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Store Chain Deletes Howard Stern’s ‘Private Parts’ From Best-Seller List

November 12, 1993

STAMFORD, Conn. (AP) _ A department store chain that refuses to sell radio personality Howard Stern’s autobiography, ″Private Parts,″ has eliminated the book from The New York Times Best Sellers list posted in its stores.

″We think it’s a controversial book and we don’t care to sell books like that,″ said Gary Vasques, senior vice president of marketing for Caldor stores. ″We would get more customer complaints by selling the book than would warrant the sales we would make off the book.″

Stern’s book has held the No. 1 spot in the Times nonfiction best-seller list for the past three weeks. But in Caldor stores, the list is reprinted with the No. 2 book, comedian Jerry Seinfeld’s ″Seinlanguage,″ on top, and all the other best sellers up a notch.

Vasques said Stern’s book was removed from the list because it was not for sale at Caldor, a Norwalk-based discount department store chain with about 150 stores on the East Coast.

A listener faxed Stern a copy of the Caldor list on Wednesday, and the book’s restricted availability joined Stern’s favorite on-air topics, which include locker-room-style jokes and his hatred for various minority groups and nationalities. His show is syndicated in 15 markets.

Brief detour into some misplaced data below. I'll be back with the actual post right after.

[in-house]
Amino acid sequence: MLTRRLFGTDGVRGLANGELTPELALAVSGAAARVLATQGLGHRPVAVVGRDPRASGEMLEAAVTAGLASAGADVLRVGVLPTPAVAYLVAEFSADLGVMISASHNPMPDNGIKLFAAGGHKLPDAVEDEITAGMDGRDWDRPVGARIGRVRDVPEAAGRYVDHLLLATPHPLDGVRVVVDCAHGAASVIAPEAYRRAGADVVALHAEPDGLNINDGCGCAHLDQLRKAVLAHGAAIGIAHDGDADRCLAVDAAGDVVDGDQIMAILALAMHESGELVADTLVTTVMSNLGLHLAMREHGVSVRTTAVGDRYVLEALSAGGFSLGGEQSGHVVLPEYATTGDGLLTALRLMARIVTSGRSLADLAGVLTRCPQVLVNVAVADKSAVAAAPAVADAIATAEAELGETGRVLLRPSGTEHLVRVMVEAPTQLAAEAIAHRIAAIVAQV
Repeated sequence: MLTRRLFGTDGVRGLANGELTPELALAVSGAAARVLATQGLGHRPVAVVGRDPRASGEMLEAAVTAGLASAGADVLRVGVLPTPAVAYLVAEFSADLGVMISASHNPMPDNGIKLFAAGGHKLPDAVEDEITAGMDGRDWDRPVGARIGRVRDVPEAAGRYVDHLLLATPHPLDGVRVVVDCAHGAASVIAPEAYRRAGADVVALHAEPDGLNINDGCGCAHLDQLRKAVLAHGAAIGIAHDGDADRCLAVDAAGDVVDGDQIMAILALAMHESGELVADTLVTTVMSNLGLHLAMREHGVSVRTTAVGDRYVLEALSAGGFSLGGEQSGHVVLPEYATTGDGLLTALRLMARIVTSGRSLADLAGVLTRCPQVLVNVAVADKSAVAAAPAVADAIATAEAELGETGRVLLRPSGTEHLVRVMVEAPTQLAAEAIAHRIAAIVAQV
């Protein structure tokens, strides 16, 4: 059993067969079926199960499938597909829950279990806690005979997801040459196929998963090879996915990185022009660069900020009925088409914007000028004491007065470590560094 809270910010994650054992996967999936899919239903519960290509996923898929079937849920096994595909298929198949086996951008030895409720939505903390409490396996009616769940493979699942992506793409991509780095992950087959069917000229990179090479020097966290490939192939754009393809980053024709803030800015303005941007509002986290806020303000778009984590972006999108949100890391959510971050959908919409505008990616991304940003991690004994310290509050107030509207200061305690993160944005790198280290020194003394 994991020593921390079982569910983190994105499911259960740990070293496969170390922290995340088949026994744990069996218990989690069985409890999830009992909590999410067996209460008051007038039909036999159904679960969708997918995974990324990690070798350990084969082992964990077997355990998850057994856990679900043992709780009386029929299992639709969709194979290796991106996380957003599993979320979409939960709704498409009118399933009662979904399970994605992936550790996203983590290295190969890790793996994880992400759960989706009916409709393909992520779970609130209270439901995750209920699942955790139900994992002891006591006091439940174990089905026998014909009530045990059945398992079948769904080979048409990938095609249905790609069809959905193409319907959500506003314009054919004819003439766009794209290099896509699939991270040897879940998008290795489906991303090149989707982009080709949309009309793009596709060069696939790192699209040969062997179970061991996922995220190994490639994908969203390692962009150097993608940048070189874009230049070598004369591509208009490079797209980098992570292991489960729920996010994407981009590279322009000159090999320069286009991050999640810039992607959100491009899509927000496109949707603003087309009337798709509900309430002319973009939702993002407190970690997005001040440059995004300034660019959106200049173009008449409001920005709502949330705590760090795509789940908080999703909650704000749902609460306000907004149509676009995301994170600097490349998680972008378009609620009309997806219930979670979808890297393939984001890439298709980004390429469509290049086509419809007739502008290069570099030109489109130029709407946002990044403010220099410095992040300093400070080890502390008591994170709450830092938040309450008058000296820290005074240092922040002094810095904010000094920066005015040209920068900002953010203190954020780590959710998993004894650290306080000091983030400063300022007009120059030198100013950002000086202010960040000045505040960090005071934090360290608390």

Caldor, meanwhile, was talking with The New York Times legal department.

″We’re very unhappy that Caldor’s has displayed an altered version,″ said Nancy Nielsen, vice president of corporate relations for the Times. ″They’ve assured us that they’re taking immediate action to correct the situation.″

The chain issued a statement Thursday saying it would reprint the complete list, along with a notation that Stern’s book is not available at Caldor stores. It defended the decision not to carry the book, saying it catered to families and noting the book is available elsewhere.

On the air Thursday, Stern - who has been fined by the Federal Communications Commission for some of his on-air comments - said, ″I thought that the cool thing about putting out a book was that ... you at least had the right to say anything you wanted to say without fear.″

Stern also issued a statement saying he wasn’t suprised that some stores would ban the book.

″But to change the New York Times best-seller list to express your critical opinion is the work of meaner minds than mine,″ the statement said.

In the book, published by Simon & Schuster, Stern tells his memoirs through explicit anecdotes. Chapter headings include: ″My Sex Life″ and ″If You’re Not Like Me, I Hate You.″

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